The Internal Revenue Service (IRS) in the U.S. is reportedly taking the concept of Big Brother to an extreme. While Bitcoin was never designed to operate outside the scope of legal frameworks, the IRS reportedly wants tech companies to be able to report on the crypto holdings of users of their platforms. If the rumors are true, the ramifications could be wide-reaching.
According to a tweet by “Crypto Tax Girl,” “I recently got hold of a presentation given to special agents in the IRS Criminal Investigation division that discussed investigating taxpayers who hold crypto.” The initial post is followed by a series of explanations of the presentation, which indicate that the IRS wants companies like Microsoft, Apple and Google to be able to check download histories on computers to find crypto-related applications and report the information to the tax entity.
The presentation, if legitimate, states at one point, “Grand Jury Subpoena should be considered for Apple, Google, and Microsoft for the Subject’s complete application download history. Each application’s function should be explored to determine whether or not the application can transmit, or otherwise allow, transactions in bitcoin.”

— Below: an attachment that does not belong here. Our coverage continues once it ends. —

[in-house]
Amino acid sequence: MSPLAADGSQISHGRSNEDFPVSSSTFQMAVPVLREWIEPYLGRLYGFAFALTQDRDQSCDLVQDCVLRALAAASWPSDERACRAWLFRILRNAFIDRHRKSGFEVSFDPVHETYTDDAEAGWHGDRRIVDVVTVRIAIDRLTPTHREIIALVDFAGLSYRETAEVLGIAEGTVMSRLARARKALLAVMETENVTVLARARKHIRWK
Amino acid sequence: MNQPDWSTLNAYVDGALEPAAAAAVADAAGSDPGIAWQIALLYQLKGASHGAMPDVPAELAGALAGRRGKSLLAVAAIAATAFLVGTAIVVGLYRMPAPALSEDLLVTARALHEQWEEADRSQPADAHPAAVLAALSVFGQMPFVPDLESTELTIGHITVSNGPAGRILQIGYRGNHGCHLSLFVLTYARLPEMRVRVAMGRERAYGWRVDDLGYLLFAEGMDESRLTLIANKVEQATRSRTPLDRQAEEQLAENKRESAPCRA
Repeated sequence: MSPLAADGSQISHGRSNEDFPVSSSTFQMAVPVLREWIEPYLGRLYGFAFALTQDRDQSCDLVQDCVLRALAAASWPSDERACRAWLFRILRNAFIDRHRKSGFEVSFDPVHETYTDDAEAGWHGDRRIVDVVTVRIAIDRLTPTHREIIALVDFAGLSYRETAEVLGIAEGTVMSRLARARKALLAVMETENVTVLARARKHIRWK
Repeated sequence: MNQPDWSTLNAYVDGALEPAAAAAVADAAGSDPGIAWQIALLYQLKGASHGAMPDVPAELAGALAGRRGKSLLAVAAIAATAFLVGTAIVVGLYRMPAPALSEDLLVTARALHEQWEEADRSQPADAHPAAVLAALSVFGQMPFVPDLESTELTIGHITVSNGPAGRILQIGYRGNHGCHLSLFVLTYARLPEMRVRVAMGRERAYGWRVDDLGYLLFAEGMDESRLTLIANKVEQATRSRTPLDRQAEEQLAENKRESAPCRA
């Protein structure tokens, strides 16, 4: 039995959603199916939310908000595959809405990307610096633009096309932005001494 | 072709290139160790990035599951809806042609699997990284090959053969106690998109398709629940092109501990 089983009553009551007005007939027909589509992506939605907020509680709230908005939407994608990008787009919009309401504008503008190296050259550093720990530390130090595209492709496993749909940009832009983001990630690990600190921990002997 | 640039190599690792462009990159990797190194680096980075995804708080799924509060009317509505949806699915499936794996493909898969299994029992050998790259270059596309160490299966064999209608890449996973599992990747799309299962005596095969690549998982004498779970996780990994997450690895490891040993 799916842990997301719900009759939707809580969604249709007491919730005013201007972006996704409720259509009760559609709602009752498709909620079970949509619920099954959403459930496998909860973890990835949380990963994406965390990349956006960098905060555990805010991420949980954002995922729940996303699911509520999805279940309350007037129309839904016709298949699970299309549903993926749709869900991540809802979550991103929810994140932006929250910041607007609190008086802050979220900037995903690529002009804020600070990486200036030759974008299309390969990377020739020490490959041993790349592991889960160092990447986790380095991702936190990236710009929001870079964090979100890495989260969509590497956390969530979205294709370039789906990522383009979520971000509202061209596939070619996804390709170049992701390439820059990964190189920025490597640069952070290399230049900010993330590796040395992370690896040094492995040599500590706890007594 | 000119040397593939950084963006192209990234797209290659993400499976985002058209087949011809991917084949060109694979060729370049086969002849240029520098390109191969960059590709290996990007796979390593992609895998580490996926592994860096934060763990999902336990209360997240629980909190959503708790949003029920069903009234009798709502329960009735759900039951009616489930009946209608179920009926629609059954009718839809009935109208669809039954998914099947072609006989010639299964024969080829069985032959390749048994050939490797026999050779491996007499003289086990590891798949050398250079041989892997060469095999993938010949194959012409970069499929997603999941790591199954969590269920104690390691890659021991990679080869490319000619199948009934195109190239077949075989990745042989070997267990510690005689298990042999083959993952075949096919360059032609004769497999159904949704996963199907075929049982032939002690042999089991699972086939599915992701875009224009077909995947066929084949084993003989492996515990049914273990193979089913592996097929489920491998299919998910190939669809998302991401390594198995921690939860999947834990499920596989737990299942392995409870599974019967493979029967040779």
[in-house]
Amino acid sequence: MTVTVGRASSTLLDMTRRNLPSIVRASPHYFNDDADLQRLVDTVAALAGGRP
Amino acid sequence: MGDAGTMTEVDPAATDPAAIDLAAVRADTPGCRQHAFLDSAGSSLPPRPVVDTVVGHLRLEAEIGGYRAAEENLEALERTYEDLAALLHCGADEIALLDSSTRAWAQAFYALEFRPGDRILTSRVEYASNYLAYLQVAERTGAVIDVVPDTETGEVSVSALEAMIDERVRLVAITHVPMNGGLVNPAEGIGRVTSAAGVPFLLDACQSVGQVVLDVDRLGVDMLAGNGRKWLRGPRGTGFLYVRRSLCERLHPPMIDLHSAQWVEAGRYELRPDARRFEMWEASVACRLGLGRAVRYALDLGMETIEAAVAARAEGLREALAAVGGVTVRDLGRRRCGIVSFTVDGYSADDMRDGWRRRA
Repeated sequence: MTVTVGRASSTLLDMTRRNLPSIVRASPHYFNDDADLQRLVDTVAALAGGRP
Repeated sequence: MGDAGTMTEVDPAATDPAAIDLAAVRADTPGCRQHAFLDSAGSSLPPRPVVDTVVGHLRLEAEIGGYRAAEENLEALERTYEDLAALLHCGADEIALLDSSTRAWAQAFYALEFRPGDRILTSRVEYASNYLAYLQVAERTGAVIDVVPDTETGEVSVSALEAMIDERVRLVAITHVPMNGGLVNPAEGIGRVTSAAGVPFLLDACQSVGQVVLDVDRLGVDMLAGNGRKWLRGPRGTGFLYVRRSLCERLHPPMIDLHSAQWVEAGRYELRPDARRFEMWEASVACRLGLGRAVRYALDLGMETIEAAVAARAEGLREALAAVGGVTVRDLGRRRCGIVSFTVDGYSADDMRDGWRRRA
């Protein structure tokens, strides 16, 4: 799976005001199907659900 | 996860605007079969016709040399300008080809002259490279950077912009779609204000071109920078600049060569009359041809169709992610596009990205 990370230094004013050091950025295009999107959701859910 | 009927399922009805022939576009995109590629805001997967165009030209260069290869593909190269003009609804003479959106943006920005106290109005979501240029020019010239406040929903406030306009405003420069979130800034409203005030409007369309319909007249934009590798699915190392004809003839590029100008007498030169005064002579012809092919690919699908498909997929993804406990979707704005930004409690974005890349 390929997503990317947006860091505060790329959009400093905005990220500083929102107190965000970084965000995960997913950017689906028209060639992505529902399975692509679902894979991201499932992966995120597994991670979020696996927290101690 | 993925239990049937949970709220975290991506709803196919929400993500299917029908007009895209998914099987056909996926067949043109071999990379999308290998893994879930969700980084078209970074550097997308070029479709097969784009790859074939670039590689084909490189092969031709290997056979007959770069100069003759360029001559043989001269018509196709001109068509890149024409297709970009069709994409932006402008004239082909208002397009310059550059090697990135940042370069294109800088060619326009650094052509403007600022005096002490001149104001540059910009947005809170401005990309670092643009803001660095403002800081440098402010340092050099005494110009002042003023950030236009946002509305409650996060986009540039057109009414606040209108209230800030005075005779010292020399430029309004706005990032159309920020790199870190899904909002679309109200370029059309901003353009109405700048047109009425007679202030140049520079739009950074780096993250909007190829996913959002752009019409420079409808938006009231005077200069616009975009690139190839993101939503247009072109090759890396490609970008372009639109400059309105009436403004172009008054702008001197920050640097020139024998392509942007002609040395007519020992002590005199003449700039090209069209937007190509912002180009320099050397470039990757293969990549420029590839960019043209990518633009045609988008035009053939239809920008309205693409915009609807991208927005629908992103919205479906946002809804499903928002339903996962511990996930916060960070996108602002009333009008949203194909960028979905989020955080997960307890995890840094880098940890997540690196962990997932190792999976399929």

Making things even more troubling is the fact that taxpayers would not have to be notified that the information is being obtained. The IRS considers crypto to be property and, per current regulations, property holdings have to be reported to the agency.
The presentation also references gaining access to bank and PayPal accounts in order to look for crypto transactions. Additionally, it wants to have access to Facebook and other social media platforms to look for any publicly available crypto addresses.
Crypto Tax Girl adds, “There is a ton of other information in there about crypto in general, tracing transactions via the blockchain, limitations of the blockchain, etc. but what you need to know is that the IRS is working HARD to identify criminal tax cases involving cryptocurrency.”
There’s nothing wrong with working to identify possible criminal activity. However, the outline of the presentation seems to indicate that the IRS is willing to do whatever it takes to do so, even if it includes infringing on citizens’ personal rights. The agency hasn’t yet responded to the legitimacy of the presentation, and this will be the first step in determining what happens next.
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